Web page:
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Re: How to generate random sequence of UTF-8 characters

by graff (Chancellor)
on Dec 21, 2012 at 03:47 UTC ( #1009848=note: print w/replies, xml ) Need Help??

in reply to How to generate random sequence of UTF-8 characters

I'm a little puzzled about this part of the OP:
The real problem I need to address is how best to manage a transition of our system (which is in production), from a state in which everything is encoded as latin1 to a state in which everything is encoded in utf-8. I thought, until I have sufficient time to test everything from the transformation of our tables from latin1 through binary to utf-8, and how well our code behaves when it is dealing only with utf-8, I'd first convert one form to utf-8 and then, on the server side, convert the text received from the form from utf-8 to latin1 (and then, when a user wants to see it, convert it back from latin1 to utf-8). But I want a good sample to test to determine whether or not such conversions are reversable.

Since your current production system is (presumably) humming along just fine with Latin1 encoding, then for the existing page content you have, and for the existing data that you've received and (presumably) retained in your database tables, you only have the Latin1 character set that you need to worry about. Converting that part to utf8 is easy - almost trivial.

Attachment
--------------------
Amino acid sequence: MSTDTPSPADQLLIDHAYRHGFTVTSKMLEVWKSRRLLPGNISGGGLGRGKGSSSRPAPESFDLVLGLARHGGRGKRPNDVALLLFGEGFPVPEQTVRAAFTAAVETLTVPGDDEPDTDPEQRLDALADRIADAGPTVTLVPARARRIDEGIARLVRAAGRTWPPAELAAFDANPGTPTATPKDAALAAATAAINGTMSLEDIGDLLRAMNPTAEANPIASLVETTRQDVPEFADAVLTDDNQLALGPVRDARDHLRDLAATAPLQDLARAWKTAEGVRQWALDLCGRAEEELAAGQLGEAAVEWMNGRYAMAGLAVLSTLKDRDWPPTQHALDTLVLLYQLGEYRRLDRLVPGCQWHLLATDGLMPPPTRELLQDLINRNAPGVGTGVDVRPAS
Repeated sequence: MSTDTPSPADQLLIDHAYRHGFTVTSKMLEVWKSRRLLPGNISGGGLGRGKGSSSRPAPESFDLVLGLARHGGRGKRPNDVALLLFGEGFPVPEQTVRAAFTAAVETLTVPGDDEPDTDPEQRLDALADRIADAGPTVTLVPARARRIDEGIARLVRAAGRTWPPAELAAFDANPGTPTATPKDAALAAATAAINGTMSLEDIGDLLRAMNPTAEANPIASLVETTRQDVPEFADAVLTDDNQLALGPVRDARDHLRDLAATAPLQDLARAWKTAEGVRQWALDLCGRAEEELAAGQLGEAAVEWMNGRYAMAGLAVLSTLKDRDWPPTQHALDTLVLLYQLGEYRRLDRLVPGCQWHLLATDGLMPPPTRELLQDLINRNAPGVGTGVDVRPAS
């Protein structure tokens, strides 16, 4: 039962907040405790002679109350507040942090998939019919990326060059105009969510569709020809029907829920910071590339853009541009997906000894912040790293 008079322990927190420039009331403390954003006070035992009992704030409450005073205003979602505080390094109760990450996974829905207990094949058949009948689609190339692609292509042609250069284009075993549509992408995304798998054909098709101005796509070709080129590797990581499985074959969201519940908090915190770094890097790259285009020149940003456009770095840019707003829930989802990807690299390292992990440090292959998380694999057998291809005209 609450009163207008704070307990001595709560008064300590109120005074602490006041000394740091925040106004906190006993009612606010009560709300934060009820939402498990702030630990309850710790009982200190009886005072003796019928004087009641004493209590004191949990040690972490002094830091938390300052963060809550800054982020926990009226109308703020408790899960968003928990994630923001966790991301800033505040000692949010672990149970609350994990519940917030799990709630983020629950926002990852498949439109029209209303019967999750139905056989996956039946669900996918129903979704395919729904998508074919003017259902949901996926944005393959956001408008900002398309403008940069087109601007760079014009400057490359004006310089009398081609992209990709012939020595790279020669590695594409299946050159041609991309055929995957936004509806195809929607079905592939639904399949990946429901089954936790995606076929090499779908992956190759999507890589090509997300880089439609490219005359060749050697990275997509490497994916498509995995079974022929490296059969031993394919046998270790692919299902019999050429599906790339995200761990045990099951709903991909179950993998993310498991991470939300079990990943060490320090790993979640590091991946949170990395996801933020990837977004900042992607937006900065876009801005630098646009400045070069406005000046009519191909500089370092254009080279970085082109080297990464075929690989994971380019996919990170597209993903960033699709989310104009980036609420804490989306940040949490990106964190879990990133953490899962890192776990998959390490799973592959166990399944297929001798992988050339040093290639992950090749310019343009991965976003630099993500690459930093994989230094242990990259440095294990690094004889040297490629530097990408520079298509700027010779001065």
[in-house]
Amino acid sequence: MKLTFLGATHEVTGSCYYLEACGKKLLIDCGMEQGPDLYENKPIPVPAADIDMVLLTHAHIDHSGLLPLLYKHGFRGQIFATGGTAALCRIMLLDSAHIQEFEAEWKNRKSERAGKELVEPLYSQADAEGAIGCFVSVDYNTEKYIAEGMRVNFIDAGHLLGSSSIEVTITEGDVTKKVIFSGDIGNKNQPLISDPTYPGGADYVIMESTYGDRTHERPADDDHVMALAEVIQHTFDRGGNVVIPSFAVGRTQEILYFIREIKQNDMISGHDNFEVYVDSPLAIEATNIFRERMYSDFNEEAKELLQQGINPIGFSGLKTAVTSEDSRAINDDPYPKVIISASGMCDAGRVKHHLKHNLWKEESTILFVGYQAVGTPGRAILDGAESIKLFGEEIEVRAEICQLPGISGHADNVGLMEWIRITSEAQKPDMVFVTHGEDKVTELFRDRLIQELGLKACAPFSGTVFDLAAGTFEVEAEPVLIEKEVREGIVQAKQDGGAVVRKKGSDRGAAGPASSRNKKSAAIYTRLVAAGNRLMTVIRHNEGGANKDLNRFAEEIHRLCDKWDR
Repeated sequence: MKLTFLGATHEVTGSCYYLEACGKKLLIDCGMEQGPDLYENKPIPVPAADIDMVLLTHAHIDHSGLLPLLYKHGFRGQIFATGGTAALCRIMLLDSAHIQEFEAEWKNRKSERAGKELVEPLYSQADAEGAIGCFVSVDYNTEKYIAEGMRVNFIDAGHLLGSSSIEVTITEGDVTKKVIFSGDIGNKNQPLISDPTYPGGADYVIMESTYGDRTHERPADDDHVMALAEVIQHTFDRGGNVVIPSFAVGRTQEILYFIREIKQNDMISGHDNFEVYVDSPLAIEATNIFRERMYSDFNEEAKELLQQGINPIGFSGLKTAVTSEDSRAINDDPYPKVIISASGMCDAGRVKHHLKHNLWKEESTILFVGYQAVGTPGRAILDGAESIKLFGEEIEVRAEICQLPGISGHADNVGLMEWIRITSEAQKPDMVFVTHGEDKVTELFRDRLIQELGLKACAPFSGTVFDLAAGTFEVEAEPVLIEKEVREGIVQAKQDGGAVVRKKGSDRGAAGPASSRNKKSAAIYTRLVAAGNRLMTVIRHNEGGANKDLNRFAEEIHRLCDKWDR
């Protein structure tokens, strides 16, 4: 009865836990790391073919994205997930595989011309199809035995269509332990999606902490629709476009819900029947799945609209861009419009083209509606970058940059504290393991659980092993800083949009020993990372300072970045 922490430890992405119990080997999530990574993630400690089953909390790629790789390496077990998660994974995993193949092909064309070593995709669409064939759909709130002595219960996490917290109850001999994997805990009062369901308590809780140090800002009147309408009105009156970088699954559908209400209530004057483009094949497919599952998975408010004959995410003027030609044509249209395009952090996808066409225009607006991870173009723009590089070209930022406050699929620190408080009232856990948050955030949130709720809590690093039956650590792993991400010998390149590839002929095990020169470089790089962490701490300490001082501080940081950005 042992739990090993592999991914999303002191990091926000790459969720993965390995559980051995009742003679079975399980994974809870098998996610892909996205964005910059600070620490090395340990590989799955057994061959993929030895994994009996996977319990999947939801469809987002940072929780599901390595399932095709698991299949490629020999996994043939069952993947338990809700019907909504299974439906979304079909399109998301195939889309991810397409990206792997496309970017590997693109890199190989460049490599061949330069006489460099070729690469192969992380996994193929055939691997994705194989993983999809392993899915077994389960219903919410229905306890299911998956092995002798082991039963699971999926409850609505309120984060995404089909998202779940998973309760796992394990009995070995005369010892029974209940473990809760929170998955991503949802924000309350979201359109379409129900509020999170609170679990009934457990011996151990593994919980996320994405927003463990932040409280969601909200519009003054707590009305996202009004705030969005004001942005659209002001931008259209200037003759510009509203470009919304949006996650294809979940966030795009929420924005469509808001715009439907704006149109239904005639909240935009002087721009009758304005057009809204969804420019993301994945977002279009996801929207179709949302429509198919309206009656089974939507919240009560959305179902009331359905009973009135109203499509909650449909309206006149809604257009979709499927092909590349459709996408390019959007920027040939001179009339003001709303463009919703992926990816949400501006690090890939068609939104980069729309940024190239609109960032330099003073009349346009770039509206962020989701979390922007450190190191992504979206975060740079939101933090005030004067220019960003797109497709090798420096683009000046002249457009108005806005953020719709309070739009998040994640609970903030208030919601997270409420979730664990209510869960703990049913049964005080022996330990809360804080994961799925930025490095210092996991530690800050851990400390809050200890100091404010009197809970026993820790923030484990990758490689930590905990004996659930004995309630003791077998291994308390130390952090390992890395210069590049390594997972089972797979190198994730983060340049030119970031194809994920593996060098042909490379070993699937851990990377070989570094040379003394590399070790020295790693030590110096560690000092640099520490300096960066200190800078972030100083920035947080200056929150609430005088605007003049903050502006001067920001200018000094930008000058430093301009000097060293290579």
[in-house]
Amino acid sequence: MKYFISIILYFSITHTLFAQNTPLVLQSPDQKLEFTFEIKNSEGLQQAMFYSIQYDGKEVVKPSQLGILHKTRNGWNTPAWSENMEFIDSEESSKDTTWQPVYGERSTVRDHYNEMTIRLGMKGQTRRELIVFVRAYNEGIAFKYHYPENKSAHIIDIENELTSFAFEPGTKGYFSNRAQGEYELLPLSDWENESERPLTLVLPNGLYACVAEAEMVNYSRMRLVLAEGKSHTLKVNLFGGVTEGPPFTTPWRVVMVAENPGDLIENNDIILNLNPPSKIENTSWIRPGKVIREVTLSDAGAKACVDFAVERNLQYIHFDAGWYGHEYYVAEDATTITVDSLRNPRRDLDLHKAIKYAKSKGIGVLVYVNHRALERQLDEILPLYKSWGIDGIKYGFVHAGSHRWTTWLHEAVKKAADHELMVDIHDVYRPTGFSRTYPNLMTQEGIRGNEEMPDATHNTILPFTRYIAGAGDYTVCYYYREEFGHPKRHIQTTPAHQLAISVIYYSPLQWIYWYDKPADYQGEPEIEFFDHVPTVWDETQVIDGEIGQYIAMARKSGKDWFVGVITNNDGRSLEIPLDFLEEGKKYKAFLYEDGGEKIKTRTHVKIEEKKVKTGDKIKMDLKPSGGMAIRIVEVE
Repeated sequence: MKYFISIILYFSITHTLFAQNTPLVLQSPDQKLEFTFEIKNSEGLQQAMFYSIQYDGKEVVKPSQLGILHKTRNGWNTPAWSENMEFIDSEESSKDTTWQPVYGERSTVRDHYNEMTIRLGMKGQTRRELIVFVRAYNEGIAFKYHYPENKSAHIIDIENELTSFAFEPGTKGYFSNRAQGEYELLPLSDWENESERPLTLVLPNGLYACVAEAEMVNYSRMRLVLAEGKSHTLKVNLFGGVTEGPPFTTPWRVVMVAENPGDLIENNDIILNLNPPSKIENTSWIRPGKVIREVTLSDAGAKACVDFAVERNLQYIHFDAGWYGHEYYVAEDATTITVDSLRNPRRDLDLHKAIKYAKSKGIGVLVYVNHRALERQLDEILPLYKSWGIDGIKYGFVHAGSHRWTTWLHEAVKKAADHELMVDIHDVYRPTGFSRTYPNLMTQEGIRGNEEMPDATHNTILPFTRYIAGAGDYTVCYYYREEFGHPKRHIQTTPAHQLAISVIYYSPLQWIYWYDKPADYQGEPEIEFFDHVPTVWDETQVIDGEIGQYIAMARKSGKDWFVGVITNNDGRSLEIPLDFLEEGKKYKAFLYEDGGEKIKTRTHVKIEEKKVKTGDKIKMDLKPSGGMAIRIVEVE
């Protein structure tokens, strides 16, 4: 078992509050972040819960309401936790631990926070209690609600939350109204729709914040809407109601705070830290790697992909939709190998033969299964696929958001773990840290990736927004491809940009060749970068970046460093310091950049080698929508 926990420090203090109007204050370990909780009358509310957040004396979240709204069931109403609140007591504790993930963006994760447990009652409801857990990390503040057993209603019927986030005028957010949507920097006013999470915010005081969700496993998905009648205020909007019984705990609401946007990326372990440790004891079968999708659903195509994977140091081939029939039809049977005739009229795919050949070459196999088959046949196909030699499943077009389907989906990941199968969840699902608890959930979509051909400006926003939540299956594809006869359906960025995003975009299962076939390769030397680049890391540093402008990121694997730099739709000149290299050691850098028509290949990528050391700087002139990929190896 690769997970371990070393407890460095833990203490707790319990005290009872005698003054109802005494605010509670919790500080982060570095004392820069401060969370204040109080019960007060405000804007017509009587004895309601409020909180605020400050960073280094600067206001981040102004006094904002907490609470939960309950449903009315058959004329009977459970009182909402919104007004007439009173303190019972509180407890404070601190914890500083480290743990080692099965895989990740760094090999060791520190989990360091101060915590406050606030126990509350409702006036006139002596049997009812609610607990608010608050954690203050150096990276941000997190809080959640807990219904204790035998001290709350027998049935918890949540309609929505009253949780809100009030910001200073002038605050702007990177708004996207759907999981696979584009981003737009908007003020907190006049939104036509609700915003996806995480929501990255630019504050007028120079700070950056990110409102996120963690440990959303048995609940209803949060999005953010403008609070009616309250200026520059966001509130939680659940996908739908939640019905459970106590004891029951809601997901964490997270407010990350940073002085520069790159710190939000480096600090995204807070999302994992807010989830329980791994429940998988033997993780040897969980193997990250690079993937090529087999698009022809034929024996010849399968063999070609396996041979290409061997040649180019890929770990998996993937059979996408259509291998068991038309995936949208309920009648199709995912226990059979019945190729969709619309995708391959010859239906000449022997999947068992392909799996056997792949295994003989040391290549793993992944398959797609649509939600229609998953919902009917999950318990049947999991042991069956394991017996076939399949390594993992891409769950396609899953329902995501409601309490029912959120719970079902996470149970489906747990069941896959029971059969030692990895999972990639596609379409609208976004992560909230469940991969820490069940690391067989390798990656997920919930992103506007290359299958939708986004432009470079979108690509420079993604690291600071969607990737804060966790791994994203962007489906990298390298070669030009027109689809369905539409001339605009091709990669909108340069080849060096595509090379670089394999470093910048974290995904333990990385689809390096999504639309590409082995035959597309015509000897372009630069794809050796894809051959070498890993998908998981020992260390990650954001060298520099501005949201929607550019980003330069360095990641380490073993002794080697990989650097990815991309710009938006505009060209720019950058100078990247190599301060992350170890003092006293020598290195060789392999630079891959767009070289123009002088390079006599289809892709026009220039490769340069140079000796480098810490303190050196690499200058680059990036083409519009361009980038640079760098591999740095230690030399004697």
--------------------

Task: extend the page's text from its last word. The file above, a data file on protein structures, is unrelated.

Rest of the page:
Obviously, your existing content and data don't involve anything in Greek, Cyrillic, Chinese, Korean, Devanagari, Arabic, Armenian, etc, because those things can't coexist with single-byte Latin1 encoding. So converting the existing stuff to utf8 is a solved problem: just read the original stuff as Latin1 data, and write a copy for the new system as utf8 data - PerlIO's encoding layer takes care of that.

As for testing what your forms (and your code for handling uploaded form data) will do with utf8 data, if you really want to test it on every known utf8 character in some sort of randomized fashion, I think you've got the wrong conception of testing your code for this domain.

If you test all the Latin characters (there are a few hundred accented variants), some Greek, some Cyrillic, some Chinese/Korean/Japanese, some Thai, etc, you'll have done a sufficient job of making your service fairly robust to multi-language utf8 usage. If you want to cope with complicated character rendering, throw in some Devanagari-based data (Hindi), some Tamil and Malayalam; to get a sense of the punishment that is bi-directional text, toss in some Hebrew; to get both of those extra challenges in one swell foop, use Arabic, Persian (Farsi), and/or Urdu text.